There used to be a first post in this blog where Raymond set up the basic rules (like not referencing by name products of other companies). IIRC, Raymond first posted there his classic “for entertainment purposes only”, and other disclaimers (his opinions don’t necessarily are Microsoft’s official position, for example). I can’t find that post, but I remember having read it.

  2. DWalker07 says:

    Raymond is a human? I didn’t think that any human could know and remember as much as he does.

    1. pc says:

      Oh, right. Never mind then.

  3. Antonio Rodríguez says:

    Disk optimization is tricky. I still keep in use an original Acer Aspire One 110 netbook from 2008, with the SSD upgraded to 16 GB, RAM upgraded to 1 GB and a 16 GB SD card in the expansion slot (this machine has two card readers, one for storage expansion and another one for regular use). The internal SSD is relatively slow (40 MB/s) on reads, and really painfully slow (often under 5 MB/s!) on random writes, so I use it purely as a system drive, and have every user folder (Documents, Music, Pictures…) moved to the permanent SD card (which is faster on random writes, and can be plugged in my study’s PC for a quick backup).

    But on to the point. I have the internal drive compressed. Being relatively slow at reads, this speeds up OS booting and application launching. This is one of the cases where file compression actually makes the system run faster.

    Tuning up this configuration (deciding what to put where, wether filesystem compression was worth, what to compress, the right amount of memory and swap file, which applications to use, etc.) took a lot of trial and error, but the result was worth it: an underpowered 9-year-old machine that beats many current laptops in day-to-day performance.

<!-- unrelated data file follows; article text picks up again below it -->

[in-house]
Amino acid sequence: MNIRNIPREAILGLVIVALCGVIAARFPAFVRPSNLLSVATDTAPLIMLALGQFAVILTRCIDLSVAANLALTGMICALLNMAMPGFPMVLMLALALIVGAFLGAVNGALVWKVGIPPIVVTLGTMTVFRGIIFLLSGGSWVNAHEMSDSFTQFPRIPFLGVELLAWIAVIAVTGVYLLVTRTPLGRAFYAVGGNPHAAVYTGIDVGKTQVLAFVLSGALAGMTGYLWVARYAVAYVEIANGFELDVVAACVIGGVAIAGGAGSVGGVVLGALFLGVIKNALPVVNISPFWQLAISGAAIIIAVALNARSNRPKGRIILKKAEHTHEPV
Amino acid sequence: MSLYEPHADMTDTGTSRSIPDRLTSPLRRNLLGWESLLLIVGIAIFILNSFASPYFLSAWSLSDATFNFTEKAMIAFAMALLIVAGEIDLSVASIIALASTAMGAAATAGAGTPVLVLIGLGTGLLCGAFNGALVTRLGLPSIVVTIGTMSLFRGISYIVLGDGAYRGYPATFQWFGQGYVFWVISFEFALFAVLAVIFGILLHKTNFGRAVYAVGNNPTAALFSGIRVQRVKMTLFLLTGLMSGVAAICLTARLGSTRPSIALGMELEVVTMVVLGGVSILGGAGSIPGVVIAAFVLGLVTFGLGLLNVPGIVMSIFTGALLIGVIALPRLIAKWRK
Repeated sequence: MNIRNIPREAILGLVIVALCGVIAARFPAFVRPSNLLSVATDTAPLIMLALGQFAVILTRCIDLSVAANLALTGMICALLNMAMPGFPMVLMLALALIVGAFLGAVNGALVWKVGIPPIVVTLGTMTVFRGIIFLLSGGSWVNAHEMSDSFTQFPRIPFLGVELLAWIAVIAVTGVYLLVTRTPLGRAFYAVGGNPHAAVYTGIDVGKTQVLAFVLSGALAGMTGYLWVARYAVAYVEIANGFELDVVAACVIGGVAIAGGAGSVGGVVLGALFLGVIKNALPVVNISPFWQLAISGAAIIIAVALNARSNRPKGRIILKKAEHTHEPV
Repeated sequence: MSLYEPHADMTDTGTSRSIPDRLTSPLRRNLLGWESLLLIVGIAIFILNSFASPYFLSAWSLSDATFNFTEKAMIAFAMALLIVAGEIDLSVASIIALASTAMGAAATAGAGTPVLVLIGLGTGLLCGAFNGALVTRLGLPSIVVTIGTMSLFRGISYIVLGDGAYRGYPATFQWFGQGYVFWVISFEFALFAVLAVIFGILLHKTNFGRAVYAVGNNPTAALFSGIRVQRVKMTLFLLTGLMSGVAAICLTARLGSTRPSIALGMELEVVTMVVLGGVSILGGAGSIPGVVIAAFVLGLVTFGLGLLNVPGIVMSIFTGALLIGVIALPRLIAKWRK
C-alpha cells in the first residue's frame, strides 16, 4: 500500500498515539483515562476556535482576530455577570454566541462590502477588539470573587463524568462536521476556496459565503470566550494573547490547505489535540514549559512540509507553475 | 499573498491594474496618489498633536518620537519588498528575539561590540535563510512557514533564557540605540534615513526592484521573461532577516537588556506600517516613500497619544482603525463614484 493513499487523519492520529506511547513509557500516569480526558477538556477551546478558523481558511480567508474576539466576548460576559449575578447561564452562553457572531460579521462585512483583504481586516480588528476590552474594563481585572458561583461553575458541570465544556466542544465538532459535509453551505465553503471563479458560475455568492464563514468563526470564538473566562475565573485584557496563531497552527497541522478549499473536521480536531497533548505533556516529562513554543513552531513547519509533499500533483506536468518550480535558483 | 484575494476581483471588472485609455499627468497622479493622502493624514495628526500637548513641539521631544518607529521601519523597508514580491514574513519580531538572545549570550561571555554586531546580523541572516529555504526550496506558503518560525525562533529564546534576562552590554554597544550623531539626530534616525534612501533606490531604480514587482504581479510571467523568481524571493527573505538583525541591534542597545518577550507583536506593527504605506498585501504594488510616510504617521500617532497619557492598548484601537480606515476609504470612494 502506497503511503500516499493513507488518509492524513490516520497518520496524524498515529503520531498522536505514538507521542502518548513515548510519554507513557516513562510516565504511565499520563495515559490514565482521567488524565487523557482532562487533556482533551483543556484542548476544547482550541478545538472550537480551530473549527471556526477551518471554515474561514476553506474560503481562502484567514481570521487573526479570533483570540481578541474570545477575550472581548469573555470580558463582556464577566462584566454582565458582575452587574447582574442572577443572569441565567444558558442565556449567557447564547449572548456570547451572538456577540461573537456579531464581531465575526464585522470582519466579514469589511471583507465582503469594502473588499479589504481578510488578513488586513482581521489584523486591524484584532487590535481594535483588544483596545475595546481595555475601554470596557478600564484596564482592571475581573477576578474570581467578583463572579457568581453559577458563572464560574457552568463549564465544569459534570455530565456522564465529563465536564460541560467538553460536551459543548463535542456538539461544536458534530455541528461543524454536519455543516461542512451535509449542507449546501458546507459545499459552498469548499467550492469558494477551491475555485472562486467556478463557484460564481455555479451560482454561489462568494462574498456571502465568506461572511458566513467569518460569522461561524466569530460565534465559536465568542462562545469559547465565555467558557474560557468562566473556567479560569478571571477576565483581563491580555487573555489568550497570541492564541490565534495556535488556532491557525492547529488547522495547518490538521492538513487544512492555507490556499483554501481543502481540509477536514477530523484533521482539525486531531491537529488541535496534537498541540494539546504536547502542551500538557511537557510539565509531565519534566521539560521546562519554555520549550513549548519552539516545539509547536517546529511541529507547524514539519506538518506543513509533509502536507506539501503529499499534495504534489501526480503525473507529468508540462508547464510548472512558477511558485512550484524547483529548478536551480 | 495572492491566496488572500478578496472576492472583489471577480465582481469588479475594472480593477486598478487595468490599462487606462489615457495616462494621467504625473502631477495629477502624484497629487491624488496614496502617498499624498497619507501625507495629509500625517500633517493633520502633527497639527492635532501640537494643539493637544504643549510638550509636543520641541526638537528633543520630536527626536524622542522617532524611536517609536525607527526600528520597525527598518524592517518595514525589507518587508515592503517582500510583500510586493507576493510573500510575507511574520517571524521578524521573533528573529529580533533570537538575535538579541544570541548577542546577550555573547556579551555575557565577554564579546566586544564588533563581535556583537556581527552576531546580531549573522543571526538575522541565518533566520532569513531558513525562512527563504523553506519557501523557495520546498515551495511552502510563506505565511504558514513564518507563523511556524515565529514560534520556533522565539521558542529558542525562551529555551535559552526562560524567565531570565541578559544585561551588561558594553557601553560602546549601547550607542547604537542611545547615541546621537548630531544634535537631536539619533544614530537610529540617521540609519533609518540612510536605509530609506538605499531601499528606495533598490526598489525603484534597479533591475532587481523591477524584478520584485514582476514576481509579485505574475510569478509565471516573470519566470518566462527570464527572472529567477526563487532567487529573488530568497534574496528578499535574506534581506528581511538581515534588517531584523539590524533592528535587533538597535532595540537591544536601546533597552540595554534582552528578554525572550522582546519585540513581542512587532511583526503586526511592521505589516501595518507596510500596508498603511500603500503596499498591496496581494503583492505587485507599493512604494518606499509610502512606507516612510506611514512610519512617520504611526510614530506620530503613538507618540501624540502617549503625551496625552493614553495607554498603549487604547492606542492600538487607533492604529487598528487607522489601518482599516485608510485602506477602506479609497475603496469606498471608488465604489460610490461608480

1. Yukkuri says:

      I see you don’t consider your time to be very valuable…

      1. Antonio Rodríguez says:

        On the contrary. It is a machine I use everyday, my primary portable computer. If I spent a few afternoons making it run fast eight years ago, and that has saved me five to ten minutes each day since, I have gained a lot of time. Do the math.

  4. Simon Clarkstone says:

    Are you going to edit the original blog post to mention that you have retracted it?

    1. Yes, a retraction would be useful at the top of the original blog post. Raymond might think a correction is futile, but I’d respectfully disagree. On the web, corrections to wrong information essentially don’t exist unless they are on the same page as the wrong information was originally.

    2. Done. I couldn’t update the original until this article was posted, and then various issues prevented me from updating it immediately.

  5. Neil says:

    A case of twiddling the knobs: Firefox keeps its UI strings in a number of text files in DTD or Java properties format. Originally these (and other data files) were stored in a .ZIP format file with compression. However, the download is itself a compressed file, so storing them without compression actually reduced the size of the download. The latest thinking has switched back to using compression again, as that saves on I/O.

  6. Yuhong Bao says:

    So did the lack of BWX affect the Alpha compression in anyway and if so how?

  7. I’m surprised the NTFS compression has never been updated since at least Win2K, despite the enormous boosts in CPU speed compared to I/O speed in the 2000-2010 timeframe, and that Windows has never come pre-compressed. Pre-compression would have been a huge I/O and space gain, especially on itty-bitty early SSDs.

    Transparent compression has always seemed like something Microsoft wasn’t sure what to do with, and didn’t really use to its maximum potential. Now ReFS completely strips it out, and btrfs has lost the support of Redhat, so the future will probably be uncompressed. (Or rather, only internally compressed on the drive, but the user won’t be able to see any of that space savings.)

    1. Windows came pre-compressed starting in Windows 8.1. It executes directly out of the compressed image. Since the image is read-only, the compression can be done offline, which means an algorithm that is slow to compress but fast to decompress becomes a viable option. Windows 10 continues the evolution of compressed operating system files.